Research shows the success of a bacterial community depends on its shape.
Four scientists in the rapidly expanding fields of stem cell research, cloning and gene therapy will explore the promise and myths surrounding these new technologies at the ninth annual Catherine N. Stratton Lecture on Critical Issues.
The panel discussion takes place on Tuesday, Oct. 22 at 4 p.m. in the Tang Center (Building E51). It is free and open to the public.
Researchers hope that advances in these areas may one day be used to replace damaged cells and tissues and provide novel therapies for diseases such as Alzheimer's, Parkinson's and diabetes. But the scientific hurdles are tremendous, and the ethical dilemmas that these technologies raise for society are equally challenging.
The moderator for "Stem Cells, Cloning and Gene Therapy: The Biology Behind It" will be Nancy Hopkins, the Amgen Professor of Biology at MIT's Center for Cancer Research. Her lab isolates genes required for the normal development of zebrafish embryo. This study of vertebrate development could lead to new drugs and therapies for humans because of the similarity of gene sequences among these organisms.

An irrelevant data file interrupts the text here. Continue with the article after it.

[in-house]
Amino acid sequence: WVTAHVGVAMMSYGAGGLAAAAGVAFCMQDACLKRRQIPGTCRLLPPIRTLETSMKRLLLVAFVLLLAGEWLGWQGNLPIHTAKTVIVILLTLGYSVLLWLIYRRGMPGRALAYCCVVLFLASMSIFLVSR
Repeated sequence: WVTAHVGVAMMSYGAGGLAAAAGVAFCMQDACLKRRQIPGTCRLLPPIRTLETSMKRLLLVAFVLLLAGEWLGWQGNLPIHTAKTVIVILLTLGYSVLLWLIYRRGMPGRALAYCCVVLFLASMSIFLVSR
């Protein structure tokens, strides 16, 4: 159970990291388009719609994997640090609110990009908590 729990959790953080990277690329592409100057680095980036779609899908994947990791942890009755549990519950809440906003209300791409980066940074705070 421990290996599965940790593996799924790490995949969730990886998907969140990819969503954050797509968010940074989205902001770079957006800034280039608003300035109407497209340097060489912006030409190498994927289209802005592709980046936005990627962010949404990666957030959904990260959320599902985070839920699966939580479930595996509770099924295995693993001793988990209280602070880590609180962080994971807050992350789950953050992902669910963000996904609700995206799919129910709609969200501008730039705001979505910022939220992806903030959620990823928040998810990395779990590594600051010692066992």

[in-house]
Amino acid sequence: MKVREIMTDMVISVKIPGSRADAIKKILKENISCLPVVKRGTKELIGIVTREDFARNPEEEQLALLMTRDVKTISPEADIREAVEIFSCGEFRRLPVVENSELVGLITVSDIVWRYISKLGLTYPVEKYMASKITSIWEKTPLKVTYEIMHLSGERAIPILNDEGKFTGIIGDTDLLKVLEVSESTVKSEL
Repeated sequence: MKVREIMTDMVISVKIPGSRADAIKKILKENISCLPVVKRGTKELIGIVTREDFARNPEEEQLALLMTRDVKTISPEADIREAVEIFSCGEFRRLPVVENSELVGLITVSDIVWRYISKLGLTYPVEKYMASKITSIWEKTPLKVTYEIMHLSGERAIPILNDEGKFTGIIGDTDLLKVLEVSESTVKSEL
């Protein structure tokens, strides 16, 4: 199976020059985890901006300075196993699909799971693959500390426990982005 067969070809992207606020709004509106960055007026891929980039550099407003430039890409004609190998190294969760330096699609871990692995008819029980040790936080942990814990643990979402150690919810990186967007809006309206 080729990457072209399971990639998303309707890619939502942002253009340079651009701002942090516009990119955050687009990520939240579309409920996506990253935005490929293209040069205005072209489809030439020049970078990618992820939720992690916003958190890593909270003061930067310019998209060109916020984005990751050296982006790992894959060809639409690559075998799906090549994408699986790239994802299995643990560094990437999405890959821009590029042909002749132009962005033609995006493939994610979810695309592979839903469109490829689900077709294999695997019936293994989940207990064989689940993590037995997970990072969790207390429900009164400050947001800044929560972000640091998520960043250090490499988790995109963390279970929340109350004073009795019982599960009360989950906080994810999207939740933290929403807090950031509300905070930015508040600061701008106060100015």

Panelists are Helen M. Blau, the Donald E. and Delia B. Baxter Professor at Stanford University School of Medicine; and Rudolf Jaenisch and Harvey Lodish, both founding members of the Whitehead Institute and professors of biology at MIT.
Blau studies how cells differentiate during human development and aging, and how that process goes away in diseases such as cancer. Jaenisch works at the frontier of cloning technology and creates mouse models of human disease that are leading to new understanding of cancers and various neurological diseases. Lodish has isolated and cloned proteins that regulate cell growth, glucose transport and energy metabolism.
The lecture is sponsored by the MIT Women's League to honor Kay Stratton, wife of the late MIT President Julius Stratton, whose ideas and energy have enhanced Institute life for more than 60 years. Susan Lindquist, director of the Whitehead Institute and professor of biology at MIT, assembled the panelists in response to an invitation from the Women's League.
A version of this article appeared in MIT Tech Talk on October 9, 2002.